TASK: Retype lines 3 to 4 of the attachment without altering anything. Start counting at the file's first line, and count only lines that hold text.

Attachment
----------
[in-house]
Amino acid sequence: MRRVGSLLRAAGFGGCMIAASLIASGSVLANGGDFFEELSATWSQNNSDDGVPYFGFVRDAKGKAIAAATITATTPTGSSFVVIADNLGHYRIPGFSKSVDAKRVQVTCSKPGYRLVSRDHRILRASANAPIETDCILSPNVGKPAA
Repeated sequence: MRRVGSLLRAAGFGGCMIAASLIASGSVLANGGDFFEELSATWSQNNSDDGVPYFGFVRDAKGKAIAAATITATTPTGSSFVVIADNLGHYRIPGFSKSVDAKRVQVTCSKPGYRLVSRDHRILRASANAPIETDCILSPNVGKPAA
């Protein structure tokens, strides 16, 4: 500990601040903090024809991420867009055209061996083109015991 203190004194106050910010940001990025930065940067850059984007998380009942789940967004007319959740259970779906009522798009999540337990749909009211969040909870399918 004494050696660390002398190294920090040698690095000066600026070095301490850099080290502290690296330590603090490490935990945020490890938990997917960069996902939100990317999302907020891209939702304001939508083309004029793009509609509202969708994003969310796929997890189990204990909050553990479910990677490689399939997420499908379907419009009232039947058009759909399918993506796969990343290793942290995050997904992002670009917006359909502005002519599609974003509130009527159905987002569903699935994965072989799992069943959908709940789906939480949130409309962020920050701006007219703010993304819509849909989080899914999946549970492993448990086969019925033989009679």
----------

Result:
Repeated sequence: MRRVGSLLRAAGFGGCMIAASLIASGSVLANGGDFFEELSATWSQNNSDDGVPYFGFVRDAKGKAIAAATITATTPTGSSFVVIADNLGHYRIPGFSKSVDAKRVQVTCSKPGYRLVSRDHRILRASANAPIETDCILSPNVGKPAA
């Protein structure tokens, strides 16, 4: 500990601040903090024809991420867009055209061996083109015991 203190004194106050910010940001990025930065940067850059984007998380009942789940967004007319959740259970779906009522798009999540337990749909009211969040909870399918 004494050696660390002398190294920090040698690095000066600026070095301490850099080290502290690296330590603090490490935990945020490890938990997917960069996902939100990317999302907020891209939702304001939508083309004029793009509609509202969708994003969310796929997890189990204990909050553990479910990677490689399939997420499908379907419009009232039947058009759909399918993506796969990343290793942290995050997904992002670009917006359909502005002519599609974003509130009527159905987002569903699935994965072989799992069943959908709940789906939480949130409309962020920050701006007219703010993304819509849909989080899914999946549970492993448990086969019925033989009679």